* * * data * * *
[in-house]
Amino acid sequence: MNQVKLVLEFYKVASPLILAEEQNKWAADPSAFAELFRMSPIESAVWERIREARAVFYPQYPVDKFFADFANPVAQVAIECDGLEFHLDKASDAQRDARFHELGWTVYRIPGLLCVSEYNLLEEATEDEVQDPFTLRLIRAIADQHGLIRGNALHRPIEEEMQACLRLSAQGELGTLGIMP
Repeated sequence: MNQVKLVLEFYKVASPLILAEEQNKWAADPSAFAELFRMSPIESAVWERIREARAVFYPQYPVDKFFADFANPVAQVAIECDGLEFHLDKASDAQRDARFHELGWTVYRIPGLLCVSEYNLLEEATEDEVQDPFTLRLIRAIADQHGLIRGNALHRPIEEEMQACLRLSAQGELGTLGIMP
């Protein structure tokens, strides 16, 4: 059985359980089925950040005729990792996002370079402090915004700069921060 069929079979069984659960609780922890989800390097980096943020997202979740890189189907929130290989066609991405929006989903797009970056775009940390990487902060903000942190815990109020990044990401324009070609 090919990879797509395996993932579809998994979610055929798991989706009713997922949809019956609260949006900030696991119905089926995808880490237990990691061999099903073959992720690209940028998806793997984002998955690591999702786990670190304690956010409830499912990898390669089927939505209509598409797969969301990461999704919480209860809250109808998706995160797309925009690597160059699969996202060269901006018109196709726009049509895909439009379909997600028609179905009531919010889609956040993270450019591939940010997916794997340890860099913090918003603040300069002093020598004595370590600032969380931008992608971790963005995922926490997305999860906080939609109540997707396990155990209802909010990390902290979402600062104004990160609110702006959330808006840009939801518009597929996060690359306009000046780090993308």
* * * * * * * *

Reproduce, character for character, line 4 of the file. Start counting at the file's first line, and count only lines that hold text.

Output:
């Protein structure tokens, strides 16, 4: 059985359980089925950040005729990792996002370079402090915004700069921060 069929079979069984659960609780922890989800390097980096943020997202979740890189189907929130290989066609991405929006989903797009970056775009940390990487902060903000942190815990109020990044990401324009070609 090919990879797509395996993932579809998994979610055929798991989706009713997922949809019956609260949006900030696991119905089926995808880490237990990691061999099903073959992720690209940028998806793997984002998955690591999702786990670190304690956010409830499912990898390669089927939505209509598409797969969301990461999704919480209860809250109808998706995160797309925009690597160059699969996202060269901006018109196709726009049509895909439009379909997600028609179905009531919010889609956040993270450019591939940010997916794997340890860099913090918003603040300069002093020598004595370590600032969380931008992608971790963005995922926490997305999860906080939609109540997707396990155990209802909010990390902290979402600062104004990160609110702006959330808006840009939801518009597929996060690359306009000046780090993308």